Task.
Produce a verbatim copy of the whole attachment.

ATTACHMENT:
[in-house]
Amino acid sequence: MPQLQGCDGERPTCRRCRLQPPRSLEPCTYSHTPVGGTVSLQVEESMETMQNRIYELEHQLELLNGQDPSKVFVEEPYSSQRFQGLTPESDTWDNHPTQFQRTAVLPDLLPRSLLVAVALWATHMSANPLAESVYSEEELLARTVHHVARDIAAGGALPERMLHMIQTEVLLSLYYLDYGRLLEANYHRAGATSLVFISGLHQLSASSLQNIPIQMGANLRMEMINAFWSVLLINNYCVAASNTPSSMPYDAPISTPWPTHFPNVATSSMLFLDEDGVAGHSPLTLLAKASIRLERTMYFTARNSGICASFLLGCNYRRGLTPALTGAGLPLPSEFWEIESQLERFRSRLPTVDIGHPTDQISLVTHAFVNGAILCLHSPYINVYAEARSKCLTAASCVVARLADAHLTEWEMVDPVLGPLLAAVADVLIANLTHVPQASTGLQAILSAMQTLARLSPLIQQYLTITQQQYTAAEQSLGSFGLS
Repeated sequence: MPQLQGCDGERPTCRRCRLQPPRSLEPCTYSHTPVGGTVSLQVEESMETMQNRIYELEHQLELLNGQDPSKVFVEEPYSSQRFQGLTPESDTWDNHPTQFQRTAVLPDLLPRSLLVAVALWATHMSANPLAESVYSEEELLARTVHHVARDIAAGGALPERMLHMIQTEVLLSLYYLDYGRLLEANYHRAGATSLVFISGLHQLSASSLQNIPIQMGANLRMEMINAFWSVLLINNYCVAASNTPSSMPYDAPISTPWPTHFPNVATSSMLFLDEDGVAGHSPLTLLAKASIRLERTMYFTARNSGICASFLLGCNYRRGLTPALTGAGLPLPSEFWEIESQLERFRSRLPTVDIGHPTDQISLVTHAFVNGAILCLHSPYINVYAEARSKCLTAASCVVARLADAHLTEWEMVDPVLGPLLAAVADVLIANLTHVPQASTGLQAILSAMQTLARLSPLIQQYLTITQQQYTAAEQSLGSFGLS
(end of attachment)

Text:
[in-house]
Amino acid sequence: MPQLQGCDGERPTCRRCRLQPPRSLEPCTYSHTPVGGTVSLQVEESMETMQNRIYELEHQLELLNGQDPSKVFVEEPYSSQRFQGLTPESDTWDNHPTQFQRTAVLPDLLPRSLLVAVALWATHMSANPLAESVYSEEELLARTVHHVARDIAAGGALPERMLHMIQTEVLLSLYYLDYGRLLEANYHRAGATSLVFISGLHQLSASSLQNIPIQMGANLRMEMINAFWSVLLINNYCVAASNTPSSMPYDAPISTPWPTHFPNVATSSMLFLDEDGVAGHSPLTLLAKASIRLERTMYFTARNSGICASFLLGCNYRRGLTPALTGAGLPLPSEFWEIESQLERFRSRLPTVDIGHPTDQISLVTHAFVNGAILCLHSPYINVYAEARSKCLTAASCVVARLADAHLTEWEMVDPVLGPLLAAVADVLIANLTHVPQASTGLQAILSAMQTLARLSPLIQQYLTITQQQYTAAEQSLGSFGLS
Repeated sequence: MPQLQGCDGERPTCRRCRLQPPRSLEPCTYSHTPVGGTVSLQVEESMETMQNRIYELEHQLELLNGQDPSKVFVEEPYSSQRFQGLTPESDTWDNHPTQFQRTAVLPDLLPRSLLVAVALWATHMSANPLAESVYSEEELLARTVHHVARDIAAGGALPERMLHMIQTEVLLSLYYLDYGRLLEANYHRAGATSLVFISGLHQLSASSLQNIPIQMGANLRMEMINAFWSVLLINNYCVAASNTPSSMPYDAPISTPWPTHFPNVATSSMLFLDEDGVAGHSPLTLLAKASIRLERTMYFTARNSGICASFLLGCNYRRGLTPALTGAGLPLPSEFWEIESQLERFRSRLPTVDIGHPTDQISLVTHAFVNGAILCLHSPYINVYAEARSKCLTAASCVVARLADAHLTEWEMVDPVLGPLLAAVADVLIANLTHVPQASTGLQAILSAMQTLARLSPLIQQYLTITQQQYTAAEQSLGSFGLS